SFCMP Performs Peter Evans and Igor Stravinsky

We continue to catch up on the many concerts we have enjoyed this year. Today we look at an intriguing performance by the San Francisco Contemporary Music Players featuring Peter Evans’s Lover’s War and Igor Stravinsky’s L’Histoire du Soldat.

What made this concert unique was the way Stravinsky’s L’Histoire du Soldat (The Soldier’s Tale) was interpolated between movements of Evan’s piece. One movement of Evans, followed by a movement of Stravinsky, back and forth, throughout the performance. The two pieces are quite different in time, style, and context. L’Histoire du Soldat is a well-known work set to a cautionary tale of ambition and hubris mixing in concert-music elements with folk styles, jazz, and klezmer. It’s a fun, sometimes bombastic piece, and even it’s darker points featuring the devil are somehow fun. Peter Evans’ contemporary piece also puts together disparate styles, but in a more abstract manner that mixes idiomatic “classical” elements with electro-acoustic improvisation, Asian classical, jazz, and more. The piece makes heavy use of improvisation, but is still quite structured around the various styles and the fragments from James Baldwin’s essay “The Creative Process.”


[Composer Peter Evans (right) with guest India Cooke (left) and ensemble-member Kyle Bruckmann (center)]

While the Stravinsky is dark and pessimistic even while it is fun, Evans’ work combined with Baldwin’s words is more optimistic. And about a century separates the two compositions. Nonetheless, they work surprising well interleaved this way. Both pieces have a very fragmented nature, and the contrasting moods help rather than hinder. In Evans’ program notes, he described his work as contrasting rather than responding to Stravinsky, and we think this is an apt description of how the concert unfolded. But it did feel like it melded in a way into something new; and the musicians, both SFCMP regulars and guest performs had a lot to do with that.


[Kyle Bruckmann with guest performers India Cooke and Nava Dunkelman]

Overall, it was a fine evening of music at the Herbst Theatre in San Francisco. And we enjoyed talking with performers and others at the reception afterwards. We at CatSynth look forward to continued experiments from SFCMP.

SFEMF 2016: IMA and Gen Ken Montgomery

Today we look back at the 2016 San Francisco Electronic Music Festival, which concluded two weeks ago. The opening night took place at the Kanbar Forum of Exploratorium here in San Francisco. The large rounded space featured an immersive multichannel speaker system designed by Meyer Sound, and both acts that day took full advantage of this.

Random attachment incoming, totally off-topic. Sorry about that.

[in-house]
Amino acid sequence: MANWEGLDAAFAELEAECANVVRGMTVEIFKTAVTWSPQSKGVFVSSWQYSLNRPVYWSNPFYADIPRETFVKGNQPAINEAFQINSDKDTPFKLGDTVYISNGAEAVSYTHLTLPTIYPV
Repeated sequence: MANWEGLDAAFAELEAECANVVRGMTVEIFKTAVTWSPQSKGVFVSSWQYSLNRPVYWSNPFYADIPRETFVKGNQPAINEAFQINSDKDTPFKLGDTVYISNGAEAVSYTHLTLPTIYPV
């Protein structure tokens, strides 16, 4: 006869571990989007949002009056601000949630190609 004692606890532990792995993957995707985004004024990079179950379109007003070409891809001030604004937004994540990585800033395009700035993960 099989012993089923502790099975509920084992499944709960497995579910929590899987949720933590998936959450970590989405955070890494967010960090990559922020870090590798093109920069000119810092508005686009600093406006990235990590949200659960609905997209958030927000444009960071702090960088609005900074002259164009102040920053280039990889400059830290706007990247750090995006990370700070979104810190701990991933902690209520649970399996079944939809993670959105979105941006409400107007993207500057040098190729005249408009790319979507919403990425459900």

The evening opened with a set by IMA, the electro-­percussion duo of Nava Dunkelman and Jeanie Aprille Tang (aka Amma Ateria). They performed with an array of percussion instruments and live interactive electronics.

IMA at SFEMF 2016

Their sounds range from quite sparse to large clouds, often mixing in bits of vocals with the heavily metallic percussion. For this set, they played with space as well, spinning sounds around the room using the speaker array. There were moments when the individual sounds could be heard as a single point in space, others that were on the edge of a noise wall. I also appreciate that their sets are quite embodied, not simply standing on stage behind their gear but moving around as the sound and space suggest.

The second set featured Conrad Schnitzler’s Cassette CONcert, performed by New York musician Gen Ken Montgomery. Cassette CONcerts are boxed sets of cassettes that Schnitzler composed with the intent that others could perform and listen without his presence. Montgomery has become a primary interpreter of these pieces, “conducting” the eight-channel work on a variety of speaker systems. It fit quite well in the space, which was darkened except for projections on the main screen.

Gen Ken Montgomery

In many ways is the opposite of IMA’s set, completely disembodied, with long stretches of sound, and made from pre-recorded materials. One could even call it sculptural or a sonic painting. But it fit quite well in the context of the SFEMF concert and was a fitting second act to this first night.